A cooperative multicenter study of captopril in congestive heart failure: Hemodynamic effects and long-term response

Kanu Chatterjee, William W. Parmley, Jay N. Cohn, T. Barry Levine, Najam A. Awan, Dean T. Mason, David P. Faxon, Mark Creager, Haralambos P. Gavras, Fetnat M. Fouad, Robert C. Tarazi, Norman K. Hollenberg, Victor Dzau, Thierry H. LeJemtel, Edmund H. Sonnenblick, Gustave A. Turini, Hans R. Brunner

Research output: Contribution to journalArticlepeer-review

106 Scopus citations

Abstract

The acute hemodynamic effects, long-term clinical efficacy, and safety of the oral angiotensin-converting enzyme inhibitor, captopril, were assessed in a multicenter cooperative study of 124 patients with heart failure resistant to digitalis and diuretics. The cardiac status of most patients was deteriorating prior to the study. Favorable acute hemodynamic effects consistently occurred with captopril. Maximal mean percentage increases in cardiac index, stroke index, and stroke work index were, respectively, 35%, 44%, and 34%. Systemic and pulmonary vascular resistances were each decreased by approximately 40%, as were the filling pressures of the right and left heart. Infusion of nitroprusside in some of the same patients to an end point of a pulmonary capillary wedge pressure of 12 to 18 mm Hg (equivalent to that after captopril) revealed no significant difference in the effect of either drug on the other hemodynamic parameters. Recatheterization after 8 weeks of captopril therapy revealed sustained hemodynamic changes. Significant and sustained improvements in clinical status were observed in most patients as measured by changes in New York Heart Association (NYHA) functional classification and exercise tolerance times. Seventy-nine percent of patients for whom there were adequate NYHA class data improved. Twenty percent remained unchanged and 1% deteriorated. Those patients who had both pretreatment and post-treatment exercise stress testing exhibited a highly significant mean increase in exercise tolerance times of 34% (317 ± 32 seconds pretreatment to 425 ± 34 seconds, final measurement). There was no evidence of tachyphylaxis over an 18-month period. Survival rates at 6, 12, 18, and 24 months were 79%, 63%, and 58%, respectively. Cardiothoracic ratios showed a significant decrease from a mean of 0.60 to 0.57 at 2 months. All patients with hypokalemia at entry and all but one with hyponatremia normalized rapidly on captopril therapy. Captopril was generally well tolerated, although hypotension caused withdrawal of the drug in 6% of patients. The results suggest a useful role for captopril in heart failure.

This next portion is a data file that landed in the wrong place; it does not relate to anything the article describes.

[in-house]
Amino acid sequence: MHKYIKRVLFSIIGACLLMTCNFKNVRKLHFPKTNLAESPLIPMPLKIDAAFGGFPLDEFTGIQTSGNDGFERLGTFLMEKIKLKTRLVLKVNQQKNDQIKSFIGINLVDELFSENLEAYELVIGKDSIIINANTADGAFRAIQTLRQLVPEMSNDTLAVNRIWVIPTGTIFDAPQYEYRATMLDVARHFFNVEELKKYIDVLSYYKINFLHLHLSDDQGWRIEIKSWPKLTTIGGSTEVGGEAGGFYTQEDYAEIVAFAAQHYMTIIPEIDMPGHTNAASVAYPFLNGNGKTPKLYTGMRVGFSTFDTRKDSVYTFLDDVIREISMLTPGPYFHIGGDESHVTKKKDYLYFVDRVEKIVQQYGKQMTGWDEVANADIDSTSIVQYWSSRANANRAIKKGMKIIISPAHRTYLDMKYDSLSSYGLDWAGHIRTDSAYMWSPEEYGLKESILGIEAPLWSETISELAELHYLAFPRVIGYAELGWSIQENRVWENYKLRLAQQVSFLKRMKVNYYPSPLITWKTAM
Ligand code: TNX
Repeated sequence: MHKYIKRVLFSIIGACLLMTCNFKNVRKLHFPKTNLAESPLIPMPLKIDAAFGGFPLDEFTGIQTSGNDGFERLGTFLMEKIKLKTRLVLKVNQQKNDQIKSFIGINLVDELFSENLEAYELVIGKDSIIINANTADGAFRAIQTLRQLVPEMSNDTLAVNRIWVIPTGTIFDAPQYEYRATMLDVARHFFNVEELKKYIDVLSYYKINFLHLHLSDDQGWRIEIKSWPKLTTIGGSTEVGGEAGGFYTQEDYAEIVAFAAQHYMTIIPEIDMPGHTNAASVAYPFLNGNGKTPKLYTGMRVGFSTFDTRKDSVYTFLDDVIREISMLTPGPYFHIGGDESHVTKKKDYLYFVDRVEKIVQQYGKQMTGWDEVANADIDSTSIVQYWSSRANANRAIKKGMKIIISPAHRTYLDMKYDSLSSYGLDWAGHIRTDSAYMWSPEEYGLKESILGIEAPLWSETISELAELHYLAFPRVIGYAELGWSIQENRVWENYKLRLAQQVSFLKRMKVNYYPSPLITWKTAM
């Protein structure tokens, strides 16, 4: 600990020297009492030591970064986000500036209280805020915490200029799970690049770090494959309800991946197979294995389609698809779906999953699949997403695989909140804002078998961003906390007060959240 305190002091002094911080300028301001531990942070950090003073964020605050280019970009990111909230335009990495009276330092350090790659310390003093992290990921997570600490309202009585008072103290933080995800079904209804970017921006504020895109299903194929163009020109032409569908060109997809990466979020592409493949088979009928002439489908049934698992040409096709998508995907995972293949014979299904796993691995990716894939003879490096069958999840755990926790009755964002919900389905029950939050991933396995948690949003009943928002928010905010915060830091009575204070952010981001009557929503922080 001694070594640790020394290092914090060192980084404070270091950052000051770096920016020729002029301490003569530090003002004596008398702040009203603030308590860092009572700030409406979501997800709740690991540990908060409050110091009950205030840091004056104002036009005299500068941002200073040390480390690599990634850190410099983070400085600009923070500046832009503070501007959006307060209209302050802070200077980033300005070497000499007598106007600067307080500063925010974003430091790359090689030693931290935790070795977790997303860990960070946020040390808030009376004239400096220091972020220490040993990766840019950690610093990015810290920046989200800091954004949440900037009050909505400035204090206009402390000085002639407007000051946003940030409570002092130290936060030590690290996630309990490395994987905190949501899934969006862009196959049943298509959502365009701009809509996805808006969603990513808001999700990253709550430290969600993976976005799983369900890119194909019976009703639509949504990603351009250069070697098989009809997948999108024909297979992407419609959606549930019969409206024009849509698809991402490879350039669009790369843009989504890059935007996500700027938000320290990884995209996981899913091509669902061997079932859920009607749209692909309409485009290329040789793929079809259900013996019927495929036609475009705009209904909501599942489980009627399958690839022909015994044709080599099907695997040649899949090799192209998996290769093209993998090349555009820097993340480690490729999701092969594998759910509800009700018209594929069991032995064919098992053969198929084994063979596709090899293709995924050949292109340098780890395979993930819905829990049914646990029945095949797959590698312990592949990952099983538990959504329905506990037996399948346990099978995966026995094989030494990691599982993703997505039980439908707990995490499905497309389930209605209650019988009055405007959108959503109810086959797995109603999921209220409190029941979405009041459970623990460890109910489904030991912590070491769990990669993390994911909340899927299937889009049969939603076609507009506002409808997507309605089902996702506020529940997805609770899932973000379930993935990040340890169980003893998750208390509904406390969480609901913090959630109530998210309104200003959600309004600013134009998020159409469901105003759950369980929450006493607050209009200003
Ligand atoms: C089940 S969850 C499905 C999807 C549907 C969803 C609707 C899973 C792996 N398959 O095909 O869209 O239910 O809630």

Original languageEnglish (US)
Pages (from-to)439-447
Number of pages9
JournalAmerican Heart Journal
Volume110
Issue number2
DOIs
StatePublished - Aug 1985

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